ADDITION OF CARDIORESPIRATORY FITNESS WITHIN AN OBESITY RISK CLASSIFICATION MODEL IDENTIFIES MEN AT INCREASED RISK OF ALL-CAUSE MORTALITY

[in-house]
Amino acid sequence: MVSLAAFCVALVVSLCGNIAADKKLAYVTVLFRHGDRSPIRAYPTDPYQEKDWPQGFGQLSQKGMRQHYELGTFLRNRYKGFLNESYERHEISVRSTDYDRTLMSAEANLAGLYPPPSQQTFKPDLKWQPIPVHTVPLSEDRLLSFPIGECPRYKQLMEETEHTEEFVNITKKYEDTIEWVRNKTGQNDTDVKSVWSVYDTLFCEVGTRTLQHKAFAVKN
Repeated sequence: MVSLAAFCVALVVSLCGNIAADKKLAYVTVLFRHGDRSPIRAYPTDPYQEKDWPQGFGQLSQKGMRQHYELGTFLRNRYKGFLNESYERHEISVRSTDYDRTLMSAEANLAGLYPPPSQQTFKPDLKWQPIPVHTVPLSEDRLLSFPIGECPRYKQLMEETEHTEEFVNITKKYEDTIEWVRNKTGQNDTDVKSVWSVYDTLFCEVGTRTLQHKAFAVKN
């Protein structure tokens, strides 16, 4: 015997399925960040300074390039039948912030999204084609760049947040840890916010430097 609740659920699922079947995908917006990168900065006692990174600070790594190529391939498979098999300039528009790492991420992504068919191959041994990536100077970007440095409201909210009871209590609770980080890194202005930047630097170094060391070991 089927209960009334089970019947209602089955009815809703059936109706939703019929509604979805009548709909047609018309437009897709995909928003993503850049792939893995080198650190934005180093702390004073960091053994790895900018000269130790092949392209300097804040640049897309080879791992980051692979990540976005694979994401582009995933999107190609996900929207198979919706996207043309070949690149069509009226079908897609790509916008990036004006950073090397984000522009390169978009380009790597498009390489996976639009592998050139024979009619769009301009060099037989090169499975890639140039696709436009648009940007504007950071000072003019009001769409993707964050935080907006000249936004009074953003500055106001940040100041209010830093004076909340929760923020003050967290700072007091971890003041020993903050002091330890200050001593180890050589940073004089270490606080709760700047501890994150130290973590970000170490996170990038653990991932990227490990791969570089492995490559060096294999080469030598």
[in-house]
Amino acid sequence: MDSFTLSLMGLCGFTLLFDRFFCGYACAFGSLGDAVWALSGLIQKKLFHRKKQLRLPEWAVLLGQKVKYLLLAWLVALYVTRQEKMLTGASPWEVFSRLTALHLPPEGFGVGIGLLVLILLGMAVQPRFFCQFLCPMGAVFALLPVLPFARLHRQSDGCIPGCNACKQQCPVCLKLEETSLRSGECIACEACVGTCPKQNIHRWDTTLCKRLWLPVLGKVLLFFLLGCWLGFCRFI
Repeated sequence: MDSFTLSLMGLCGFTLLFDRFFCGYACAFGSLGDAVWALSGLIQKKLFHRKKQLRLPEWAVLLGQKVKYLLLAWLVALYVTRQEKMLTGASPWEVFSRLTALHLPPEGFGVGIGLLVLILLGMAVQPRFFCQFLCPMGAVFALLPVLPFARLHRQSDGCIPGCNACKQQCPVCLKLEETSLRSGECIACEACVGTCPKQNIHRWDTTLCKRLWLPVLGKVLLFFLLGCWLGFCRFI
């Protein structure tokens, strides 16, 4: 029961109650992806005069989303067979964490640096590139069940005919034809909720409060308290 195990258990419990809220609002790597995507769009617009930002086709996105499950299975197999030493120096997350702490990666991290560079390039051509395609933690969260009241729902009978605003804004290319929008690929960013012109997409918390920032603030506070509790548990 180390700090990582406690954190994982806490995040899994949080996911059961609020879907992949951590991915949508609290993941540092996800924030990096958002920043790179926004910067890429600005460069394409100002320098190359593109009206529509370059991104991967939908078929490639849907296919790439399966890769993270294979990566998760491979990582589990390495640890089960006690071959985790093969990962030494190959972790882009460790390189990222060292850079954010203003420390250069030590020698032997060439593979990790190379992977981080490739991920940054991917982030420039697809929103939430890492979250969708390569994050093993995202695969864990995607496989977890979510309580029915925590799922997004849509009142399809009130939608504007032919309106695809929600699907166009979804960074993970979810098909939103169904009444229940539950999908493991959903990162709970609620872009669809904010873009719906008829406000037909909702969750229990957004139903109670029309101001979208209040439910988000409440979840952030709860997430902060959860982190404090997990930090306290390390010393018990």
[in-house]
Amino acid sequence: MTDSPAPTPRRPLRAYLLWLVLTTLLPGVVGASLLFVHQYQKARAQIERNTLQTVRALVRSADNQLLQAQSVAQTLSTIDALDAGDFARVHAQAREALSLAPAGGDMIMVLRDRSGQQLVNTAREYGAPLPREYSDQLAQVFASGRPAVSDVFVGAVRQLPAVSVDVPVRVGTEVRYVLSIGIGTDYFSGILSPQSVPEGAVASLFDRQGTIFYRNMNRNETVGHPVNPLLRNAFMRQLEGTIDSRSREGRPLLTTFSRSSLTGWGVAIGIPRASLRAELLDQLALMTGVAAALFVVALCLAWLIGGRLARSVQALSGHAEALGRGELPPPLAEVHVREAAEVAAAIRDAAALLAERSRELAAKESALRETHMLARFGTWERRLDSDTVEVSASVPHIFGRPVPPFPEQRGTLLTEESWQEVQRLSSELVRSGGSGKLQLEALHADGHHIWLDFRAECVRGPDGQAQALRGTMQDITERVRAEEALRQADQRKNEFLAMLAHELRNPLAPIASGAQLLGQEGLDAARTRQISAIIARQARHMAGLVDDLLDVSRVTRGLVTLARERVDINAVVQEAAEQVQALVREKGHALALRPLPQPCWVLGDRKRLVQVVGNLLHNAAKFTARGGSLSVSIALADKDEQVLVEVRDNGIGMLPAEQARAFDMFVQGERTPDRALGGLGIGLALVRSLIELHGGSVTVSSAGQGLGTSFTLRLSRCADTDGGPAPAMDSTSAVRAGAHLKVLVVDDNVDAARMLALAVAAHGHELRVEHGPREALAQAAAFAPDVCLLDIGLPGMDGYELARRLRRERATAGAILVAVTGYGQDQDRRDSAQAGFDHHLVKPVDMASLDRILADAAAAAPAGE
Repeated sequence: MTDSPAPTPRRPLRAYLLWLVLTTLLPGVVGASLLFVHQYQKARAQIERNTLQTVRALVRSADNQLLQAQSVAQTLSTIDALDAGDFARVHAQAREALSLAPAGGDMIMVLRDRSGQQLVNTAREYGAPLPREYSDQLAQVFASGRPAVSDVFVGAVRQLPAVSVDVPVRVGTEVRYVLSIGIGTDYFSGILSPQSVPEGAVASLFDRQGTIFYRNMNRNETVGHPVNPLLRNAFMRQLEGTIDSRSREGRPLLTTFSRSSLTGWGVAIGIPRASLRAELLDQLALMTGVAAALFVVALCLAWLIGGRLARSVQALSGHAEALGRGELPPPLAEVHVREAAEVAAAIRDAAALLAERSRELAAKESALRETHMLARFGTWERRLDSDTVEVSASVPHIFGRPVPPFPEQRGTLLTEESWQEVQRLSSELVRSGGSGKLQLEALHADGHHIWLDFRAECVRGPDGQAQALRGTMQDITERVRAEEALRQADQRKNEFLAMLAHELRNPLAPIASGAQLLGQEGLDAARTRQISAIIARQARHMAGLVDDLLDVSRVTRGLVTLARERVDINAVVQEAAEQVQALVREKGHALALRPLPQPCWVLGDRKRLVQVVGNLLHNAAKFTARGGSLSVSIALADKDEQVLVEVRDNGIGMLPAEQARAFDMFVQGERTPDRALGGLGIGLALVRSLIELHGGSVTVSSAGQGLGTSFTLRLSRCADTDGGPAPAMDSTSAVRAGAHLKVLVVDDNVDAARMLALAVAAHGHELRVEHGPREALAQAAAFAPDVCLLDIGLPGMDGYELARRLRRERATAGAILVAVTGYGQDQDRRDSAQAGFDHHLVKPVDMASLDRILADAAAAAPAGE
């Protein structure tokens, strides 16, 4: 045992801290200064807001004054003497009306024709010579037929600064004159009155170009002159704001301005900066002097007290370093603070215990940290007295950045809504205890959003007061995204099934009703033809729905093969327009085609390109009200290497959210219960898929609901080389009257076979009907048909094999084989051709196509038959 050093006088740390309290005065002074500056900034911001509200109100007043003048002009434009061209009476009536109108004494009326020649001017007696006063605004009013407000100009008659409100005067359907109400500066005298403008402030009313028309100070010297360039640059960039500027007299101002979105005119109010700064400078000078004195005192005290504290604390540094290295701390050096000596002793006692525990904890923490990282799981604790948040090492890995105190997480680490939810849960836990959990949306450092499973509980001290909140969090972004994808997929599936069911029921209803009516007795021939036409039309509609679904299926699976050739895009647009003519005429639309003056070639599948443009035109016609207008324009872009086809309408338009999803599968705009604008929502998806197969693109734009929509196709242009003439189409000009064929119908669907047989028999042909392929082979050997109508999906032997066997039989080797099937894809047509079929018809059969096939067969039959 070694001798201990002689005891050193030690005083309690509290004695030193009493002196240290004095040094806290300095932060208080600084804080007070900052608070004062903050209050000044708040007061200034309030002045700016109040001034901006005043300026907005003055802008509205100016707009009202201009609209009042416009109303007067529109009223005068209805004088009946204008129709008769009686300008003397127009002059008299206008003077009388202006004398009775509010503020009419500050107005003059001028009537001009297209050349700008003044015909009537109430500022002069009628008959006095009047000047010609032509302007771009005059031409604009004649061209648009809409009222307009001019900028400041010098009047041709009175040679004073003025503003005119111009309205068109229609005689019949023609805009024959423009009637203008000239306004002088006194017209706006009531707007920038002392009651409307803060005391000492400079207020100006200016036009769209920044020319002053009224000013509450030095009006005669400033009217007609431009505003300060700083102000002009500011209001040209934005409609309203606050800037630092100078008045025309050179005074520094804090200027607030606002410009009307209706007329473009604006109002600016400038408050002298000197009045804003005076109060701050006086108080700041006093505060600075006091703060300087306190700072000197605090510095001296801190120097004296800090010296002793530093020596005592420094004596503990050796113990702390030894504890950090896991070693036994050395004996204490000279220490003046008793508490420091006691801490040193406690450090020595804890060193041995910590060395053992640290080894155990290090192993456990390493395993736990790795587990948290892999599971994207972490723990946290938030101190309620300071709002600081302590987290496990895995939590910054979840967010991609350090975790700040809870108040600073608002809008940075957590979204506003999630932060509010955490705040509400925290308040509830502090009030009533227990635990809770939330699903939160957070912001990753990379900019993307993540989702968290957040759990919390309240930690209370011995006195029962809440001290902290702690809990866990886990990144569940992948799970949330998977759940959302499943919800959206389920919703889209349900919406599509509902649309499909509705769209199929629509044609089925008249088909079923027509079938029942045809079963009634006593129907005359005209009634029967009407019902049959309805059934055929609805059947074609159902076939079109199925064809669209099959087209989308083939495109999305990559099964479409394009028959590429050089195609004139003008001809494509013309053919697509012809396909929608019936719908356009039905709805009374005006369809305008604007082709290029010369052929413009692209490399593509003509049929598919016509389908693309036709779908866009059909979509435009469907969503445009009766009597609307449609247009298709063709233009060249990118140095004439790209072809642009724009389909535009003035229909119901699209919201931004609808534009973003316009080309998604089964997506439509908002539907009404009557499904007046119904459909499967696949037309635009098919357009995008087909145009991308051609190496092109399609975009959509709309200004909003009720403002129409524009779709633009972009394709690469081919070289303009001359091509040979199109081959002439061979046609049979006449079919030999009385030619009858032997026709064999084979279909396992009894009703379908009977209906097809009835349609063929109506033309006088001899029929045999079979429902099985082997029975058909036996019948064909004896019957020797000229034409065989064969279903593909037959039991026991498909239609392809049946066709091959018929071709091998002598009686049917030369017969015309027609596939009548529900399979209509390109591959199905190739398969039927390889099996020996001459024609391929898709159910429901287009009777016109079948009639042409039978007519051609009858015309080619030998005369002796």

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Health organizations recommend that body mass index (BMI) and waist circumference (WC) be measured together to estimate a person’s obesity-related health risk. When BMI and WC are high, a person’s risk of death and disease increases. Cardiorespiratory fitness (CRF) is a measure of a person’s ability to perform aerobic exercise. Despite the fact that CRF reduces health risk, even in people with high BMI or WC, measurement of CRF is not currently recommended alongside BMI and WC in healthcare settings. We sought to determine whether CRF will improve our ability to predict risk of death when both BMI and WC are already considered. We analyzed data from 31 267 adult male participants of the Aerobics Center Longitudinal Study (ACLS), a prospective study established in 1970 to examine associations between lifestyle factors and health risk. Baseline characteristics were recorded during medical examinations taking place at the Cooper Clinic in Dallas, Texas between 1974 and 2002. Participant follow-up continued until either death or December 31st, 2003. Participants were first categorized by BMI according to whether they were normal BMI, overweight, or obese. They were then grouped according to whether their WC was high or normal based on their BMI category. CRF was assessed by a treadmill exercise test performed to voluntary exhaustion. Participants with the lowest 20% times on treadmill were classified as unfit, while the remaining 80% were classified as fit. Our primary results are that, for most combinations of BMI and WC, unfit men were at significantly higher risk of mortality compared with fit men within the same BMI and WC group. Higher mortality risk due to low fitness was observed in males with normal BMI regardless of WC, in males who were overweight with normal WC, and in males who were obese with high WC. Our observations add support to the idea that CRF should be measured in healthcare settings along with BMI and WC to help identify and manage health risk associated with overweight and obesity.